One of my favourite things about editing is that you get to learn about all kinds of weird stuff that you never would have otherwise. It’s kind of like being back in university, if all of your courses were completely random, really specific, and only lasted about two weeks.
I thought I’d start a regular feature where I share some of these random-but-interesting tidbits. Today: dor-dor.
I recently completed a copy and stylistic edit of an M.A. thesis about public space, or the lack thereof, in Tehran, Iran. Due to repressive Shariah laws, public spaces are intensely policed; men and women aren’t allowed to fraternize in public, and the so-called “people’s militia” are always patrolling for offences against Shariah, like visible hair on woman heads.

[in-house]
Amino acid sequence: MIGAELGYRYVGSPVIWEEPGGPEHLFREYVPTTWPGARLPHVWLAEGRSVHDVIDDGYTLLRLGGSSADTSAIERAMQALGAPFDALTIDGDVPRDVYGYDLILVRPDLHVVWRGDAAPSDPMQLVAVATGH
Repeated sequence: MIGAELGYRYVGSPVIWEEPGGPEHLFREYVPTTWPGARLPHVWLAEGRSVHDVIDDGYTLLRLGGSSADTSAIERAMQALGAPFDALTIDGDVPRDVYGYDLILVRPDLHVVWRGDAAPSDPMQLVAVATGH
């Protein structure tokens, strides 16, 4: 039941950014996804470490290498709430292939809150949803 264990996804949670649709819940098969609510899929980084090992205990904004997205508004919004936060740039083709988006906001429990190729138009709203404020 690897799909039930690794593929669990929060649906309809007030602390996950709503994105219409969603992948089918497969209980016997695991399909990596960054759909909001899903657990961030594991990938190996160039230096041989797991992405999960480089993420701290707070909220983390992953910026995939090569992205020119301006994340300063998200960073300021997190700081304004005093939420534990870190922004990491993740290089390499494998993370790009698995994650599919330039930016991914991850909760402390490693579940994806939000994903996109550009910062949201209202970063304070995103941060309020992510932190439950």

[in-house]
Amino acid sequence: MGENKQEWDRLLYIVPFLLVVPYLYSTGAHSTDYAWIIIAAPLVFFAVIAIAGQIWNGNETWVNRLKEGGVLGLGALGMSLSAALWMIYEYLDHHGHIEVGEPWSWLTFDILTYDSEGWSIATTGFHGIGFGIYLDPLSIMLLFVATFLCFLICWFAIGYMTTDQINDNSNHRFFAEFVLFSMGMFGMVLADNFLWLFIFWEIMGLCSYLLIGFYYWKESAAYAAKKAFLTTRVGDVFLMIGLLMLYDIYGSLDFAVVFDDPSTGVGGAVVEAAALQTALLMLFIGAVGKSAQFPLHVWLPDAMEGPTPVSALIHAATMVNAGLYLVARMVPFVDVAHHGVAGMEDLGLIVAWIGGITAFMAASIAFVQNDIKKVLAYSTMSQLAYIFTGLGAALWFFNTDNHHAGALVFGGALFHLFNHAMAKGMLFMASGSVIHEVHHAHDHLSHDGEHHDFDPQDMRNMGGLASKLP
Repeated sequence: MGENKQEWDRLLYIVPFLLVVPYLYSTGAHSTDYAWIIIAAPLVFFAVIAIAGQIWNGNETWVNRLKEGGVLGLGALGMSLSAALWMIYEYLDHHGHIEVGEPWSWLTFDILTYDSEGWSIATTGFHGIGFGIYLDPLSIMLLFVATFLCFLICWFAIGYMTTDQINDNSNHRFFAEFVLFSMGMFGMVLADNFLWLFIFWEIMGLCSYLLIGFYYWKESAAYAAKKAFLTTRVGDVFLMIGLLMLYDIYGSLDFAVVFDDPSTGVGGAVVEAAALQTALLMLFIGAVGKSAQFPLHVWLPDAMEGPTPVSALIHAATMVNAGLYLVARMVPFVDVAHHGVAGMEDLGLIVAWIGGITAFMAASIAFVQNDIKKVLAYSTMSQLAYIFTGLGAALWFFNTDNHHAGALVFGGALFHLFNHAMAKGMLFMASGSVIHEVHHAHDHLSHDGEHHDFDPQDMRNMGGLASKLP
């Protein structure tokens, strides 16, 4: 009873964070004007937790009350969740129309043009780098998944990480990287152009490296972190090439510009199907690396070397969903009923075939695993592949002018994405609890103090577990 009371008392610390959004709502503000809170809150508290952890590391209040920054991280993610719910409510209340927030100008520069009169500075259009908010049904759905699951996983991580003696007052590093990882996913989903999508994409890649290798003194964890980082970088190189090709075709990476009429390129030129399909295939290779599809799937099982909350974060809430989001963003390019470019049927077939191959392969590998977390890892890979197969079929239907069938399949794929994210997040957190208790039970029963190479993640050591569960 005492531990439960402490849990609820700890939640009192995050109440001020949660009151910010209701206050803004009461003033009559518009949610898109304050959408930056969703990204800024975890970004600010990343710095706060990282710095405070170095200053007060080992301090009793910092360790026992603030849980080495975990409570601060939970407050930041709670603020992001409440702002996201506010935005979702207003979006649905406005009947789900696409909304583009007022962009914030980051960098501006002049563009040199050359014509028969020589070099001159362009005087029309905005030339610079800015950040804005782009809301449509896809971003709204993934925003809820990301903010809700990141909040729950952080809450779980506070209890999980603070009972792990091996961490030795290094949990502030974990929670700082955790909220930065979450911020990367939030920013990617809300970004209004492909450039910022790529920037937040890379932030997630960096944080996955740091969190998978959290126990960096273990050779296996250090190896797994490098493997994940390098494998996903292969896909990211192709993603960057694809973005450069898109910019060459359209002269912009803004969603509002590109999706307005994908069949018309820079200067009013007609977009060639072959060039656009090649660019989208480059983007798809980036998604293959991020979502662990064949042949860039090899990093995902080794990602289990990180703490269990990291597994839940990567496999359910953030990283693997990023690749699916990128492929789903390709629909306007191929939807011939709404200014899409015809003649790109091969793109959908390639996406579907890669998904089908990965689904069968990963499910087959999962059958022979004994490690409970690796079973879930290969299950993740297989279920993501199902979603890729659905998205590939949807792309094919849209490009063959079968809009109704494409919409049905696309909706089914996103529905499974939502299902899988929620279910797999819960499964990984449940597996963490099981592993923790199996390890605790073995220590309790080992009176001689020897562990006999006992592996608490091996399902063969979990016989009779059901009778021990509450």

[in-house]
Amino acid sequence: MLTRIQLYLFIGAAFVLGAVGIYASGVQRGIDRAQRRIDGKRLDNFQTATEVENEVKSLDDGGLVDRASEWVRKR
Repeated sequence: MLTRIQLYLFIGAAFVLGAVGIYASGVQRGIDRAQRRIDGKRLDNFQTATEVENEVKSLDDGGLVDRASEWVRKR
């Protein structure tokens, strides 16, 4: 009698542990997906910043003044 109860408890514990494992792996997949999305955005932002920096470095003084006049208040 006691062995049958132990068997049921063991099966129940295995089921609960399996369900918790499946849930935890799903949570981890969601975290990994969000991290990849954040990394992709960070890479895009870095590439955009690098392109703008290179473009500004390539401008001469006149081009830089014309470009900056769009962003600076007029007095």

In response, the teenagers and twenty-somethings of Tehran are like “whatevs!”
The term dor-dor comes from the Farsi word dor-zadan, which basically means to make U-turns. Unable to get inappropriately drunk and hit on people at nightclubs, the way us Westerners do, Tehrani youth pile into their cars – in single-sex groups, of course – and drive around, windows down and music blaring, intentionally creating traffic pile-ups so that they can stop and talk to each other.
The author of the dissertation argued that dor-dor proves that public interaction is an essential human need, and that if space is not provided for it, we’ll figure out a way to make it happen.
Though not explicitly intended as such, I think dor-dor represents an effective protest against the police state and demonstrates the essential futility of what the government of Iran is trying to accomplish. Stop teenage girls and boys from flirting with each other? Hahahaha ok sure.
You can learn more about dor-dor here.